Feb 18 2011 Posted: 00:00 GMT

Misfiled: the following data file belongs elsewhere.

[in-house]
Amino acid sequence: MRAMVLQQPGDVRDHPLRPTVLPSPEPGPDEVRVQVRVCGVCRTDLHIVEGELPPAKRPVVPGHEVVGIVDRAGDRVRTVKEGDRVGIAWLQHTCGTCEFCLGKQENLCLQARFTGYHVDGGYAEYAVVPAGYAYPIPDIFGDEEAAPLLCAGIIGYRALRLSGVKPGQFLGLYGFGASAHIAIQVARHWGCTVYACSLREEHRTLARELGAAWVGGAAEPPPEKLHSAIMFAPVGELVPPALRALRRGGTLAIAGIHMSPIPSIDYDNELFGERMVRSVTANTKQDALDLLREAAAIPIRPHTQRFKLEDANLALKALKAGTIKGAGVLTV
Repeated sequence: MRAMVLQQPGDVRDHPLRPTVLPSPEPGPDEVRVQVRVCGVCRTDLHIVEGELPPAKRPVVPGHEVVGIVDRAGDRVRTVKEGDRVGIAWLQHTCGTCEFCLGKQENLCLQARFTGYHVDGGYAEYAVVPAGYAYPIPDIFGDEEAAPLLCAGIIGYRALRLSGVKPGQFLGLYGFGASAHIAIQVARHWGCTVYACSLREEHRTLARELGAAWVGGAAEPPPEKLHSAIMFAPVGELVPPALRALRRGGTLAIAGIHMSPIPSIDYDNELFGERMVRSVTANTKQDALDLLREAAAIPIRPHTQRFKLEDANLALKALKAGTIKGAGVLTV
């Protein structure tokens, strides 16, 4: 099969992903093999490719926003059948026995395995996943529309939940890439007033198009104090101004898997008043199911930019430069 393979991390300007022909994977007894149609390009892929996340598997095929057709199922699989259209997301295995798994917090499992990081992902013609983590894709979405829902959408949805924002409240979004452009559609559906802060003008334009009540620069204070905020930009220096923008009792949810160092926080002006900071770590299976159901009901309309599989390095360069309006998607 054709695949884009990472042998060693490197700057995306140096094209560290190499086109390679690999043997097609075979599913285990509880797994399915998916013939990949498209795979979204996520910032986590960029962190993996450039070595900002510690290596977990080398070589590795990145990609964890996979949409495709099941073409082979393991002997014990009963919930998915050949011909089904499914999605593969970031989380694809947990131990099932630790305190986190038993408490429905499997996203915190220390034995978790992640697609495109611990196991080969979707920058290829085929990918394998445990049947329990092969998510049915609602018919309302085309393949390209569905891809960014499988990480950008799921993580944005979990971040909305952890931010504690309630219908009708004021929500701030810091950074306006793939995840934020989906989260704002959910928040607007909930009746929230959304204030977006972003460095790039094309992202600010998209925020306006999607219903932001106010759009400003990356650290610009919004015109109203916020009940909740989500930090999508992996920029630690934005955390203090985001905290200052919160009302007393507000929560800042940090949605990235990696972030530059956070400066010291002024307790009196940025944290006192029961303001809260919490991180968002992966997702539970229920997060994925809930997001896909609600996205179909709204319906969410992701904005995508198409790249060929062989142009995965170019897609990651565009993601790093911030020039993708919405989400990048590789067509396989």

An NUI Galway Professor is one of the key organisers at the Annual American Association for the Advancement of Science meeting held in Washington D.C recently. Professor of Applied Physics at NUI Galway, Christopher Dainty introduced a special symposium on the use of adaptive optics to produce sharper images in Astronomy, Microscopy and the human retina. Professor Dainty's meeting was entitled Sharper Images in Astronomy, Microscopy, and Vision Science Using Adaptive Optics. It examined how adaptive optics was developed originally to compensate for the turbulent effects of the atmosphere by using deformable mirrors that provide much sharper images from spy satellites and astronomical telescopes. The methods now are being applied to the microcosmos as well, giving high-resolution images of the human retina and promising unprecedented real-time imagery of fundamental processes within body tissues. The speakers described how phases of light can be manipulated to remove the distortions of an intervening medium, whether the upper atmosphere, the interior fluids of the eyeball or the cellular material in brain tissue. Speaking after the Annual American Association for the Advancement of Science meeting, Professor Dainty said, "Adaptive Optics, more than 50 years after its invention, is finally entering the mainstream of research. This conference highlighted three of its most successful applications to date but there will be new applications in the future." For further information please contact Professor Christopher Dainty at 091 492826 or email chris.dainty@nuigalway.ie